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Curr Pharm Des. 2011;17(1):47-58.

Mean platelet volume: a link between thrombosis and inflammation?

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Clinical Research Unit, Russell’s Hall Hospital, Dudley Group of Hospitals NHS Foundation Trust, Dudley, West Midlands, UK.


Platelet activation is a link in the pathophysiology of diseases prone to thrombosis and inflammation. Numerous platelet markers, including mean platelet volume (MPV), have been investigated in connection with both thrombosis and inflammation. This review considers MPV as a prognostic and therapeutic marker as well as the factors influencing its measurement. Established cardiovascular risk factors, such as smoking, hypertension, dyslipidemia, and diabetes, can influence MPV, depending on confounding factors. Low-grade inflammation is one such factor. Evidence, particularly derived from prospective studies and a meta-analysis, suggest a correlation between an increase in MPV and the risk of thrombosis. High MPV associates with a variety of established risk factors, cardio- and cerebrovascular disorders, and low-grade inflammatory conditions prone to arterial and venous thromboses. High-grade inflammatory diseases, such as active rheumatoid arthritis or attacks of familial Mediterranean fever, present with low levels of MPV, which reverse in the course of anti-inflammatory therapy. Lifestyle modification, antihypertensive, lipid lowering and diet therapies can also affect MPV values, but these effects need to be investigated in large prospective studies with thrombotic endpoints.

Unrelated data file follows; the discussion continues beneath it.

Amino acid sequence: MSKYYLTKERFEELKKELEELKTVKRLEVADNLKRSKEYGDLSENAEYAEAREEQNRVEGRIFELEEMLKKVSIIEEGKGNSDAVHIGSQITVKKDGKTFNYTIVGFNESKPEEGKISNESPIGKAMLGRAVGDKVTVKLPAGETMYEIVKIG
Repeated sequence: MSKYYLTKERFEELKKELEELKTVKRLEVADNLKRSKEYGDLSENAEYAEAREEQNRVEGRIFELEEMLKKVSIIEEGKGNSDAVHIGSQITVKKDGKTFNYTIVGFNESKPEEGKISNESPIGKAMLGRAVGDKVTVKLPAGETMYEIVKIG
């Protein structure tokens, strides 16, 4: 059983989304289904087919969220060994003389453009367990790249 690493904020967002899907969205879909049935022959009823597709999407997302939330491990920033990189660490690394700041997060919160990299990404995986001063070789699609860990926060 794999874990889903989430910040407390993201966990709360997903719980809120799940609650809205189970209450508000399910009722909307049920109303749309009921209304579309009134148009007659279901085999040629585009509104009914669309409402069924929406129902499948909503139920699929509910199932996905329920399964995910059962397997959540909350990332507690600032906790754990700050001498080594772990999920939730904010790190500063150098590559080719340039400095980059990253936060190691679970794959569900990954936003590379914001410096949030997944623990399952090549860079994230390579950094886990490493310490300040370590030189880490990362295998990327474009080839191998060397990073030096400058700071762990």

[Indexed for MEDLINE]

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